American Horror Project Vol. 2 – Review

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Dream No Evil / Dark August / The Child

by Sarah Morgan

The title of this three-film boxset is clearly meant to attract the attention of fans of Ryan Murphy’s slick American Horror Story anthology TV series, but the similarities between the titles – and the subject of horror – are all the projects have in common.

Curated by Stephen Thrower, once a member of experimental band Coil, but now better known for his expertise in non-mainstream cinema, American Horror Project features movies that were not hits on their release, and might have been forgotten forever if it weren’t for Thrower and film researchers like him.

Cult auteur John Hayes is the director of the first offering, 1970’s Dream No Evil (top image). It was inspired by the experiences of Hayes’ own sister, who struggled with mental illness after becoming embroiled in fringe religion. Edmond O’Brien and Marc Lawrence are the most familiar faces here, but it’s Brooke Mills who takes the lead role of Grace, a troubled young woman obsessed with finding her long-lost father, a quest that looks set to end in disaster.

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“Master of the low budget”

Thrower provides a video essay about the film and takes a fascinating look at Hayes’ early career; he was a master of the low budget, launched future Golden Girl Rue McClanahan’s work on screen, and I’m hoping more of his projects across all genres are readily available somewhere because they look incredible.

Second up is Dark August, a 1976-released movie which is arguably the strongest of the three. Co-written by its main stars, married couple JJ Barry and Carole Shelyne, and director Martin Goldman, it focuses on a guy who seems to have been cursed by a neighbour after accidentally killing his granddaughter.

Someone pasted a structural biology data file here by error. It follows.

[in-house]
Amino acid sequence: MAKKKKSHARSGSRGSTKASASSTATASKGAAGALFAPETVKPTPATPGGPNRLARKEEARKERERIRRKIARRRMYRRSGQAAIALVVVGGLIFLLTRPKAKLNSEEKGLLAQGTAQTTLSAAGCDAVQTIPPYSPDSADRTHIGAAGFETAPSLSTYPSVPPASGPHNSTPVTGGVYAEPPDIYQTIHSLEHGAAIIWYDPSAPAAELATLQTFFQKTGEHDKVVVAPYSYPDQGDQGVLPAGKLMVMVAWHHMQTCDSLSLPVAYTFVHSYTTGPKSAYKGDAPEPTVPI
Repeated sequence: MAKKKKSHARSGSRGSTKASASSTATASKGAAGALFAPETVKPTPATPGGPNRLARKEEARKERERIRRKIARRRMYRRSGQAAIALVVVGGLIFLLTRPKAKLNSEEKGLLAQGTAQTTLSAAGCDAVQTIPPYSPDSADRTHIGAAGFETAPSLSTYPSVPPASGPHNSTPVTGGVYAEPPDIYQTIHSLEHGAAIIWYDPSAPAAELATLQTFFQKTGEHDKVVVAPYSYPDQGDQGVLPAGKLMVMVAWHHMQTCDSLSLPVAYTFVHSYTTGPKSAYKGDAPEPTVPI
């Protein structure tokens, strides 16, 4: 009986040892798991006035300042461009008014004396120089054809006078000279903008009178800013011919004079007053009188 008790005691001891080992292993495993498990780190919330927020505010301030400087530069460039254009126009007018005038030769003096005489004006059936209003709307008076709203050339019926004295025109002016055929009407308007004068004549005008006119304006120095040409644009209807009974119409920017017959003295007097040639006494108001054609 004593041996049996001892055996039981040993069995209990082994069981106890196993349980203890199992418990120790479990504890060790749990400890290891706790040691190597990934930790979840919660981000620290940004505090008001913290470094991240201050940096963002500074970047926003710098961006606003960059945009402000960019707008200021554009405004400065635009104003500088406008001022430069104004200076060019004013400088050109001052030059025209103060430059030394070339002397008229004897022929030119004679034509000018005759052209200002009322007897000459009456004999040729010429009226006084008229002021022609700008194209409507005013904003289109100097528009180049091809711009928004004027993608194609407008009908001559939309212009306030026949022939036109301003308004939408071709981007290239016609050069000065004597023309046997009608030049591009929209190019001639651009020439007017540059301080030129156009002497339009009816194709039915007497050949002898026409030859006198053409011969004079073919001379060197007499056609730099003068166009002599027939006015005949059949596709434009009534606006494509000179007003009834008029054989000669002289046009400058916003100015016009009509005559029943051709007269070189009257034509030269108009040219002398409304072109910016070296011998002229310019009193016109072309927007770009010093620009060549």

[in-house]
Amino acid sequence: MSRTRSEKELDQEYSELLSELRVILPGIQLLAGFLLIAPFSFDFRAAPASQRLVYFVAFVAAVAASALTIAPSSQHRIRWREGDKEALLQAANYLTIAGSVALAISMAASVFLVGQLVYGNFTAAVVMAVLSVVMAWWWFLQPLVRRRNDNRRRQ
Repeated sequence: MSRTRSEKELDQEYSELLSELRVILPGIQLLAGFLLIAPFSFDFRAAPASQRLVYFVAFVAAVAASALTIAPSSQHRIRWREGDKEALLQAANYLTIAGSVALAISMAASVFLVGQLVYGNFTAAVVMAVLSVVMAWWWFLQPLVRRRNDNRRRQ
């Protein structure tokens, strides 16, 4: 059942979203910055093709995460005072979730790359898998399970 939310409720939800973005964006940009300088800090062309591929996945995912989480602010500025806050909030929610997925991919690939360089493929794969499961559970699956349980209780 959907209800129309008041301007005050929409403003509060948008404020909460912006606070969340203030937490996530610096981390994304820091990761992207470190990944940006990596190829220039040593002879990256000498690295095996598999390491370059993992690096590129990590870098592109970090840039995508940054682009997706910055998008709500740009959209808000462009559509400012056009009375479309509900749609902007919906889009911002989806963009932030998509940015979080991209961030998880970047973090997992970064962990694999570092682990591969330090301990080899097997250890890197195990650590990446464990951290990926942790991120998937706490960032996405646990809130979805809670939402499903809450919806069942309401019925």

Kim Hunter – star of A Streetcar Named Desire, Planet of the Apes and A Matter of Life and Death – also appears as the white witch who hopes to end the nightmare.

Again Thrower has made a documentary about the project, while Goldman himself discusses his life and career in one of the disc’s special features.

“Must-see for horror lovers”

Finally there’s 1977’s The Child, the weakest of the films on view. Nevertheless, it’s entertaining enough, telling the story of a youngster who sets her ‘friends’ (zombies she can summon up at will) on her enemies.

The undead are well realised, but the performances are somewhat lacklustre; also the film is supposedly set in the 1930s but the male lead’s hair cut and clothing are distinctly 1970s and stick out like a sore thumb.

All-in-all, this is an enjoyable boxset. Even if you’re unimpressed by the films themselves, the wealth of special features make it a must-see for horror-lovers.

‘American Horror Story Vol. 2’ is released on Blu-ray by Arrow, £59.99


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